A monthly survey of Jacksonville manufacturers by the University of North Florida’s Local Economic Indicators Project showed contraction in the local economy, but also brought some positive signals.
Meanwhile, a new quarterly survey by Jacksonville-based Dun & Bradstreet found optimism for growth in the global economy.
UNF’s Jacksonville Economic Monitoring Survey of Northeast Florida manufacturing companies found eight of 12 indicators contracting in August, and its overall Purchasing Managers’ Index fell from 49.3 in July to 47 last month.
“However, despite the overall contractionary environment, there are bright spots that may point toward a more optimistic future for Jacksonville’s economy,” UNF economist Albert Loh said in the monthly report.
“For example, the 12-month business outlook for the area is improving, and both employment and output are in expansionary territory,” he said.
The JEMS survey found output by manufacturers rose in August for the first time since March.
“Such an uptick can have a multiplicative effect on the regional economy, likely boosting employment, consumer spending, and overall business confidence,” Loh said.
Although a majority of the indicators were still contracting in August, the business outlook indicator jumped higher.
“It suggests that businesses are more confident about the state of the market, possibly expecting increased demand, reduced costs, or other favorable conditions. Such an outlook can encourage companies to invest more in production, technology, and human resources, which can be a boon for the local economy,” Loh said.
The national PMI from Institute for Supply Management rose from 46.4 in July to 47.6 in August, but any number below 50 indicates contraction.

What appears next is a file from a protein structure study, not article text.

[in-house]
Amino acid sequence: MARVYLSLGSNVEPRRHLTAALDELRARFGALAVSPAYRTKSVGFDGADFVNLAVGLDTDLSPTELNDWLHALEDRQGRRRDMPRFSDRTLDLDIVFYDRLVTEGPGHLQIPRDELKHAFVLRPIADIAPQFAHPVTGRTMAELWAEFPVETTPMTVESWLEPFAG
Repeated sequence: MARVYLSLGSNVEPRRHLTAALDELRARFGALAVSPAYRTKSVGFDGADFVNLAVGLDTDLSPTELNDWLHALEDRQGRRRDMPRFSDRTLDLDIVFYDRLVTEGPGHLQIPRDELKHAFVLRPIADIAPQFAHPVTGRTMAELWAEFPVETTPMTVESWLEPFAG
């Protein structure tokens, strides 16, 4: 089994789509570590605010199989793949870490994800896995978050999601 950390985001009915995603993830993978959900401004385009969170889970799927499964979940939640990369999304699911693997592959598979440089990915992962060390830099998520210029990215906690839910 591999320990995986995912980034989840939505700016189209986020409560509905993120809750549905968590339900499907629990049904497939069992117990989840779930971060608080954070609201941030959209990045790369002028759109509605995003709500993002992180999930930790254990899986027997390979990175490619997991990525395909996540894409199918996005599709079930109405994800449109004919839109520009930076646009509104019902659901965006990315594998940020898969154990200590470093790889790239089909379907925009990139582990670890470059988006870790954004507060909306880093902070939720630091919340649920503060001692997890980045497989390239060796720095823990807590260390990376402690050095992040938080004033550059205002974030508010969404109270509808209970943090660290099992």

“Jacksonville’s ability to maintain a stable yet cautiously optimistic business environment, even as the national index shows mild contraction, speaks to its resilience,” Loh said.
Dun & Bradstreet survey
The Dun & Bradstreet Global Business Optimism Insights survey is an amalgamation of five indices, the company said.
Its third-quarter report found while the world economy is expected to grow, the growth is projected to be slower due to a decline in advanced economies, contrasting growth in emerging economies.
Dun & Bradstreet said Nordic businesses are the most pessimistic about supply chain issues, followed by U.S. businesses.
Russian companies had the biggest improvement in business investment confidence, but the index for Russia remained the lowest among the 32 economies surveyed.
“While the unprecedented monetary tightening has helped control inflation in some countries, it has also introduced the specter of an economic slowdown and stress in the balance sheets of businesses,” Dun & Bradstreet Global Chief Economist Arun Singh said in a news release.
“However, the global economy has not fared as badly as feared, as most businesses anticipate a 2% to 6% growth in their investment levels across technology, real estate, product development, and sustainability initiatives, offering hope for improvement in economic conditions,” he said.